Version: 2022.3
Language : English
Surface Shader examples
Surface Shader lighting examples

Custom lighting models in Surface Shaders

In the Built-in Render PipelineA series of operations that take the contents of a Scene, and displays them on a screen. Unity lets you choose from pre-built render pipelines, or write your own. More info
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, when writing Surface ShadersA streamlined way of writing shaders for the Built-in Render Pipeline. More info
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, you describe the properties of a surface (such as albedo color and normal), and a Lighting Model computes the lighting interaction.

Render pipeline compatibility

Feature name Built-in Render Pipeline Universal Render Pipeline (URP) High Definition Render Pipeline (HDRP) Custom SRP
Surface Shaders Yes No

For a streamlined way of creating Shader objects in URP, see Shader Graph.

For a streamlined way of creating Shader objects in HDRP, see Shader Graph.


There are two built-in lighting models: Lambert for diffuse lighting, and BlinnPhong for specular lighting. The Lighting.cginc file inside Unity defines these models (Windows: <unity install path>/Data/CGIncludes/Lighting.cginc; macOS: /Applications/Unity/

Sometimes you might want to use a custom lighting model. You can do this with Surface ShadersA program that runs on the GPU. More info
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. A lighting model is simply a couple of Cg/HLSL functions that match some conventions.

Declaring lighting models

A lighting model consists of regular functions with names that begin Lighting. You can declare them anywhere in your shader file, or one of the included files. The functions are:

  1. half4 Lighting<Name> (SurfaceOutput s, UnityGI gi); Use this in forward rendering pathsThe technique that a render pipeline uses to render graphics. Choosing a different rendering path affects how lighting and shading are calculated. Some rendering paths are more suited to different platforms and hardware than others. More info
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    for light models that are not dependent on the view direction.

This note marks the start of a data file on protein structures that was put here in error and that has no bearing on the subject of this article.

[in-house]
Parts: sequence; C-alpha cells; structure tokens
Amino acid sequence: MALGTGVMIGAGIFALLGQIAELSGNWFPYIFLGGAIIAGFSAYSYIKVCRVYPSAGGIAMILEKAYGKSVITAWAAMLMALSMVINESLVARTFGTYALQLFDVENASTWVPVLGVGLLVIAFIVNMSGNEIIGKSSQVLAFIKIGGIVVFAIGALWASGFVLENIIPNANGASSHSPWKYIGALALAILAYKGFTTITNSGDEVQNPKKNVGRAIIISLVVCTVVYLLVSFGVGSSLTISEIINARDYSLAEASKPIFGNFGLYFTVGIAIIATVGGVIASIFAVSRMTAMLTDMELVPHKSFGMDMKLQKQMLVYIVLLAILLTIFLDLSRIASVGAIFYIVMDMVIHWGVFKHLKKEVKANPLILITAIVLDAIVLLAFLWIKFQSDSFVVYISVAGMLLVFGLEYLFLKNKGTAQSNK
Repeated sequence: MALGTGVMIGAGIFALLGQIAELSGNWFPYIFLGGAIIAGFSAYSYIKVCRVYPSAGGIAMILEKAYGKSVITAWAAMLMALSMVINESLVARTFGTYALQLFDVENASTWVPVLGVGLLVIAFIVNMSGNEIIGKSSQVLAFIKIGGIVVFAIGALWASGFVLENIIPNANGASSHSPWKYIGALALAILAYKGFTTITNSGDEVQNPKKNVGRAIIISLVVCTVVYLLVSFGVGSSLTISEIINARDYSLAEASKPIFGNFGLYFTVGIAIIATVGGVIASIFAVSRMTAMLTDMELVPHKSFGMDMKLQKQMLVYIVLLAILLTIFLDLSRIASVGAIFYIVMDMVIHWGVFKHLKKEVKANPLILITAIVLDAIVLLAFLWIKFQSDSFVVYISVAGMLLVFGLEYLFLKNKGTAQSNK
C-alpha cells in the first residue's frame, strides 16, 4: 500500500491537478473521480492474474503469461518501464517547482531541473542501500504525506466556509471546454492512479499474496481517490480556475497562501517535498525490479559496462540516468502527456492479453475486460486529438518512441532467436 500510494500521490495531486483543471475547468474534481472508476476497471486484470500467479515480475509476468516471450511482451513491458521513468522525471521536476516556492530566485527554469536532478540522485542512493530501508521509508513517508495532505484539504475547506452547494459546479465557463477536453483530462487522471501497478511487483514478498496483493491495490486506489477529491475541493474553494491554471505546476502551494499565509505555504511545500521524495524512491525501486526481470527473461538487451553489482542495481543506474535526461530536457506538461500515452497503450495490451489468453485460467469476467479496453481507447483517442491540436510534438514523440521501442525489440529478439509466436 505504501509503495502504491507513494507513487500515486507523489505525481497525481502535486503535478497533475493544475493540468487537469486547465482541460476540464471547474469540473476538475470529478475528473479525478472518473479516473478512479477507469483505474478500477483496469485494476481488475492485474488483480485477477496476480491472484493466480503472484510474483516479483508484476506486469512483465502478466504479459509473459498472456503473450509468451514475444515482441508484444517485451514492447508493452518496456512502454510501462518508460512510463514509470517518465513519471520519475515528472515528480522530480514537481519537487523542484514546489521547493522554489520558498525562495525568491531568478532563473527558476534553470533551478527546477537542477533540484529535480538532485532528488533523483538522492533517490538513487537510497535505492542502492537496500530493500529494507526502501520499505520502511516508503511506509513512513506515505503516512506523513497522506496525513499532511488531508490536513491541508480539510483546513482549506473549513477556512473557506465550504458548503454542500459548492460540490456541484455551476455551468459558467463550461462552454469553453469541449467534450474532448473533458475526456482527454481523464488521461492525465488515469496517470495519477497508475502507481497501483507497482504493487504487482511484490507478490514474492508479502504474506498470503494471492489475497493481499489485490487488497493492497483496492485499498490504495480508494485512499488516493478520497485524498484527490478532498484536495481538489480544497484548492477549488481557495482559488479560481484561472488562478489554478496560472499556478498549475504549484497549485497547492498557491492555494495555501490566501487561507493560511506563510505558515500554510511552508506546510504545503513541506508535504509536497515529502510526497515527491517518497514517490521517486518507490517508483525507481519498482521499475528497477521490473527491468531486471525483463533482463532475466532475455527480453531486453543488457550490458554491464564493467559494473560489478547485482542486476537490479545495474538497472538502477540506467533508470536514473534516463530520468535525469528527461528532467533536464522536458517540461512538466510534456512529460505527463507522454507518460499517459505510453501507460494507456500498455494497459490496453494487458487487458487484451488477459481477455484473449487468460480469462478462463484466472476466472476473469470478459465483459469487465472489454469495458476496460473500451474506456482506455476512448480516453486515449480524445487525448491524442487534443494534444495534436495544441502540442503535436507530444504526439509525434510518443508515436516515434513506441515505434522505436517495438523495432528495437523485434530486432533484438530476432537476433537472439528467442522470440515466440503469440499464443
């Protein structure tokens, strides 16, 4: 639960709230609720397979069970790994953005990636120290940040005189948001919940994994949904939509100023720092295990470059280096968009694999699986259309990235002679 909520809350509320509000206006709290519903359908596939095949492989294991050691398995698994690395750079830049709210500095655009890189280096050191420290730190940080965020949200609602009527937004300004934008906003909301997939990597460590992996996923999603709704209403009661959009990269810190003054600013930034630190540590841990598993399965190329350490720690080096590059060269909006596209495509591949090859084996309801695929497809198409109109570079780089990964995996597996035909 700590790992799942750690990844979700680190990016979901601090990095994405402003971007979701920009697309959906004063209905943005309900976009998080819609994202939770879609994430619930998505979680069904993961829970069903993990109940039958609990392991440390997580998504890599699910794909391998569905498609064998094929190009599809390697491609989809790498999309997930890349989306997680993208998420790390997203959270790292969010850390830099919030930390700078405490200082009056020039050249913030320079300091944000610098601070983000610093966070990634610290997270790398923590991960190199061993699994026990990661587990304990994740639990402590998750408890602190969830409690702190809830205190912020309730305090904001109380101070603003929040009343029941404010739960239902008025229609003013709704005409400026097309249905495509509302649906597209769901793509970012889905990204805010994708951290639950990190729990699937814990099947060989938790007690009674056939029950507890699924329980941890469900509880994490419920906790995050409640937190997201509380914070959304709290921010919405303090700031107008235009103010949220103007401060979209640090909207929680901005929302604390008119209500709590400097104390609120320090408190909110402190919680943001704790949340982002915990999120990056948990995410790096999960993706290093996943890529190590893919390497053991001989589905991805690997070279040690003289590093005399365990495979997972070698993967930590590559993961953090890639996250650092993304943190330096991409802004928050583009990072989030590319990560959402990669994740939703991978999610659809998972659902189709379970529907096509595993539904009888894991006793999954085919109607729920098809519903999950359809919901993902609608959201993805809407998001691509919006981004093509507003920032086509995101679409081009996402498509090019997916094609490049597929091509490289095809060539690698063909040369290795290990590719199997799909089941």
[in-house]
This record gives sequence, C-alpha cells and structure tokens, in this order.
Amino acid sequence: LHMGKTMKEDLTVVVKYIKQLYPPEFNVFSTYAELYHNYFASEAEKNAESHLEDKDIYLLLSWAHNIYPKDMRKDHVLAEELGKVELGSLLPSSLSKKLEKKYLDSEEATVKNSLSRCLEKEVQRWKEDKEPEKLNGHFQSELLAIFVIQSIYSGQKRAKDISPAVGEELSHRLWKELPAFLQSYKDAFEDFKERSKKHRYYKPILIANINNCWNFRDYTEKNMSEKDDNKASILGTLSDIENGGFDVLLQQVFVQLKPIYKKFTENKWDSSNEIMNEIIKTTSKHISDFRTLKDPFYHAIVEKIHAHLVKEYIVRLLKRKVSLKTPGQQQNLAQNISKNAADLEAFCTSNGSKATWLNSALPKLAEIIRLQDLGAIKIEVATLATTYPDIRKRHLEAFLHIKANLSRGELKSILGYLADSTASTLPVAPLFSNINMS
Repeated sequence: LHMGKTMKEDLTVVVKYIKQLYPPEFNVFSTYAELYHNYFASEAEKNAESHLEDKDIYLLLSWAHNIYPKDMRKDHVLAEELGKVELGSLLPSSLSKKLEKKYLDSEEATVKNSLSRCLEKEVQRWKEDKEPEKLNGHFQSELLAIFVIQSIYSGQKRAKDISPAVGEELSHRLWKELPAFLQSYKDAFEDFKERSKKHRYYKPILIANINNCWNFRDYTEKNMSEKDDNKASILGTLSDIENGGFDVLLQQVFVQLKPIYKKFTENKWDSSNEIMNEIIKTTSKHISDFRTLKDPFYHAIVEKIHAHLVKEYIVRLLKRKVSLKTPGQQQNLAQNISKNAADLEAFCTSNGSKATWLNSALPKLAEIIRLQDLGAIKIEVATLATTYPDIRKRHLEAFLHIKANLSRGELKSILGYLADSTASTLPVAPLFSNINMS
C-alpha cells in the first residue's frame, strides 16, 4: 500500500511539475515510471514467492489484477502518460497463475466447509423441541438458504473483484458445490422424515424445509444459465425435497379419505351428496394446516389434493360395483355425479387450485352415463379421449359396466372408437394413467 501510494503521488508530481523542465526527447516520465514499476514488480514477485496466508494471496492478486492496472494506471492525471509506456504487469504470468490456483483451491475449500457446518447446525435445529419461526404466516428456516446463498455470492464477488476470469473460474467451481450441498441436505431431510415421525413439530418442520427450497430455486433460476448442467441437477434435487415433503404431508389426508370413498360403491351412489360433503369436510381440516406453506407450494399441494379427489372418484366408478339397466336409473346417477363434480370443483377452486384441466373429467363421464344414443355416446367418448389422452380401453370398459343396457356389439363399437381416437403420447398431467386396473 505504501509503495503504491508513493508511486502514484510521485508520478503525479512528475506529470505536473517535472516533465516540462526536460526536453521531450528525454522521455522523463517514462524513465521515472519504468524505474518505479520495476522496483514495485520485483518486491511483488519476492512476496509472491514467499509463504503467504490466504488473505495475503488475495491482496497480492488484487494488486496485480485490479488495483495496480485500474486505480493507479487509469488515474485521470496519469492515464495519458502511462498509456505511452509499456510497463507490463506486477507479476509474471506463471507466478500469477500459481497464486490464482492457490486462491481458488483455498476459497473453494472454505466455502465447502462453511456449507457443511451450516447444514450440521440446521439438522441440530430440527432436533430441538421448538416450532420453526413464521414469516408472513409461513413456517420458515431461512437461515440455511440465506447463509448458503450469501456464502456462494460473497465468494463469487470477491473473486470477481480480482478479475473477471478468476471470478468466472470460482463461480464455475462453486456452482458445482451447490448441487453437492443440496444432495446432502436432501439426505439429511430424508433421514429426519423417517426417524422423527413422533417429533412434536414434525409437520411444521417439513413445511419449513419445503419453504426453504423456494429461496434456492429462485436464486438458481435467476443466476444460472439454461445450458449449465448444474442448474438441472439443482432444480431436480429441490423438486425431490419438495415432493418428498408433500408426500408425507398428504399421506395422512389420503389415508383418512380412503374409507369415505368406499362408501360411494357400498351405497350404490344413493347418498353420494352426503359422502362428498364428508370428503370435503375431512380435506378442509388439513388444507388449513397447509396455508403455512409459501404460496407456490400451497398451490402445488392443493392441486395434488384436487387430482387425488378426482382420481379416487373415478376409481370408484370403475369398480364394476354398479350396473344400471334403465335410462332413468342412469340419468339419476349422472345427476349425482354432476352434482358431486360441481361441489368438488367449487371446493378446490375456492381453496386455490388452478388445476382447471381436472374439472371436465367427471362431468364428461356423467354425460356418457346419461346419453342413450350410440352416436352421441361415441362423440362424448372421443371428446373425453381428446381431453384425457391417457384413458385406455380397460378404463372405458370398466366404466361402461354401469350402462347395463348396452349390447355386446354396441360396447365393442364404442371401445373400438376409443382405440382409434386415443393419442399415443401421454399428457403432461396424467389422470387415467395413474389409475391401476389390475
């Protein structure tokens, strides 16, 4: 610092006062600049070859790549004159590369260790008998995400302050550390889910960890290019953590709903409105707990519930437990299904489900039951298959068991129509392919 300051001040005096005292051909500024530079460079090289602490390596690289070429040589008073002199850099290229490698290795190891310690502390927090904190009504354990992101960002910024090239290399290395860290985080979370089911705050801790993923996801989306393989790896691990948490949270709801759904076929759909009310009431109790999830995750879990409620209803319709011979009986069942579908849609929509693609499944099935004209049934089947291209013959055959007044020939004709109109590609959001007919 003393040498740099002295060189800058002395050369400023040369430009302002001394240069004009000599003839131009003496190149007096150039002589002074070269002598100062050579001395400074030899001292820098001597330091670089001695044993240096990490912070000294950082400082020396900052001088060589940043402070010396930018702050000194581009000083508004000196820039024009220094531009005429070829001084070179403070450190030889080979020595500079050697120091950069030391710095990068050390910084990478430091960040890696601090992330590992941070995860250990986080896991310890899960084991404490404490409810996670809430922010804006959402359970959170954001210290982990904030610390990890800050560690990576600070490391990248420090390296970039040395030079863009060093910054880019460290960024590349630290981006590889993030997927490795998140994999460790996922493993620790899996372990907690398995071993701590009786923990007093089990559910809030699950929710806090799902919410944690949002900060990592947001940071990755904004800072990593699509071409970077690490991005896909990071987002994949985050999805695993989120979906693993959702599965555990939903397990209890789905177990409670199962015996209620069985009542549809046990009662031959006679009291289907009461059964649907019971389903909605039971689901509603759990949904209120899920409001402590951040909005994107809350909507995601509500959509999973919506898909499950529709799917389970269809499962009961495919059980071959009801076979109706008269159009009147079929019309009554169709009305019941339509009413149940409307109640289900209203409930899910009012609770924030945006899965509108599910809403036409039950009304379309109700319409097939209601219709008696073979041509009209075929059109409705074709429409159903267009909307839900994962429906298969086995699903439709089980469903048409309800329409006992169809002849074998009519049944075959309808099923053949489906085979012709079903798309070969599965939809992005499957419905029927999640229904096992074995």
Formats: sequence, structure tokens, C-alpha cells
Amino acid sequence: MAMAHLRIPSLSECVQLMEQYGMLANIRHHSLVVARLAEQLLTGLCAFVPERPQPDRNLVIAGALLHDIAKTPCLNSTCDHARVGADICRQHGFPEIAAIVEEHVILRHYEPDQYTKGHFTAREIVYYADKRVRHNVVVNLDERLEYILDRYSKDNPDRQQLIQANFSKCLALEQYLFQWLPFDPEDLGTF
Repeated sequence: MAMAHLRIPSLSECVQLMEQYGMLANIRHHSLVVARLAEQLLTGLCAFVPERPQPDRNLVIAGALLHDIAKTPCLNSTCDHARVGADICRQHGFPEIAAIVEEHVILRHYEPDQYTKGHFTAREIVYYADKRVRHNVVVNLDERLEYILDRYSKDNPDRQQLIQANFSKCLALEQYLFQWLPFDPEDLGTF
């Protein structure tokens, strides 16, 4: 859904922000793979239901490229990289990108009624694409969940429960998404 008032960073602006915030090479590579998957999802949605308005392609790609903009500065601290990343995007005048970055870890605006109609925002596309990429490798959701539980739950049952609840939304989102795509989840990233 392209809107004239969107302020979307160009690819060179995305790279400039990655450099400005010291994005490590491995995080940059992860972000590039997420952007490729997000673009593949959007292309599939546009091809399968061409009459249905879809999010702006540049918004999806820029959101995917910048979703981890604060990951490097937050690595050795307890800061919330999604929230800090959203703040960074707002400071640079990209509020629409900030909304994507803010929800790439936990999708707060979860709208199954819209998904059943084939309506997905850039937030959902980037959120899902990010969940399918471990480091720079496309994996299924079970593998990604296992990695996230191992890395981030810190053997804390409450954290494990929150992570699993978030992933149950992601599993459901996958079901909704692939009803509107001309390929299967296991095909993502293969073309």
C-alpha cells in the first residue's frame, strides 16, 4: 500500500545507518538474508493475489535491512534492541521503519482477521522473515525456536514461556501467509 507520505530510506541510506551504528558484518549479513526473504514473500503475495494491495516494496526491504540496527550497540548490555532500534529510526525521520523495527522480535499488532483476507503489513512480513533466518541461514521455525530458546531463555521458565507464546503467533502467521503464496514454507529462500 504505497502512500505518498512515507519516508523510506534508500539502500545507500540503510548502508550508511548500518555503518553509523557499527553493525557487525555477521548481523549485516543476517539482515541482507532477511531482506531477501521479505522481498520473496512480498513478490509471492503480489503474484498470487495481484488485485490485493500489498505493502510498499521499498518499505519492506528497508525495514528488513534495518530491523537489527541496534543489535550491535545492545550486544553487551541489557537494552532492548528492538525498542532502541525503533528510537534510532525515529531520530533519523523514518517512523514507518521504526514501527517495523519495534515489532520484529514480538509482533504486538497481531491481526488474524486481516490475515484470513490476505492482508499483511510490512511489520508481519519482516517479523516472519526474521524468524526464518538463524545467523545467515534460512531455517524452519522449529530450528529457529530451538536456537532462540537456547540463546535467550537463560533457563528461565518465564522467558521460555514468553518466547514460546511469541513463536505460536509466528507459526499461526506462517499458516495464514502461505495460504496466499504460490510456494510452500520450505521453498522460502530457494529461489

2. half4 Lighting<Name> (SurfaceOutput s, half3 viewDir, UnityGI gi); Use this in forward renderingA rendering path that renders each object in one or more passes, depending on lights that affect the object. Lights themselves are also treated differently by Forward Rendering, depending on their settings and intensity. More info
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    paths for light models that are dependent on the view direction.

  3. half4 Lighting<Name>_Deferred (SurfaceOutput s, UnityGI gi, out half4 outDiffuseOcclusion, out half4 outSpecSmoothness, out half4 outNormal); Use this in deferred shadingA rendering path in the Built-in Render Pipeline that places no limit on the number of Lights that can affect a GameObject. All Lights are evaluated per-pixel, which means that they all interact correctly with normal maps and so on. Additionally, all Lights can have cookies and shadows. More info
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Note that you don’t need to declare all functions. A lighting model either uses view direction or it does not. Similarly, if the lighting model only works in forward rendering, do not declare the _Deferred function. This ensures that Shaders that use it only compile to forward rendering.

Custom GI

Declare the following function to customize the decoding lightmapA pre-rendered texture that contains the effects of light sources on static objects in the scene. Lightmaps are overlaid on top of scene geometry to create the effect of lighting. More info
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data and probes:

  1. half4 Lighting<Name>_GI (SurfaceOutput s, UnityGIInput data, inout UnityGI gi);

Note that to decode standard Unity lightmaps and SH probes, you can use the built-in DecodeLightmap and ShadeSHPerPixel functions, as seen in UnityGI_Base in the UnityGlobalIllumination.cginc file inside Unity (Windows: <unity install path>/Data/CGIncludes/UnityGlobalIllumination.cginc; macOS: /Applications/Unity/


See documentation on Surface Shader Lighting Examples for more information.

Surface Shader examples
Surface Shader lighting examples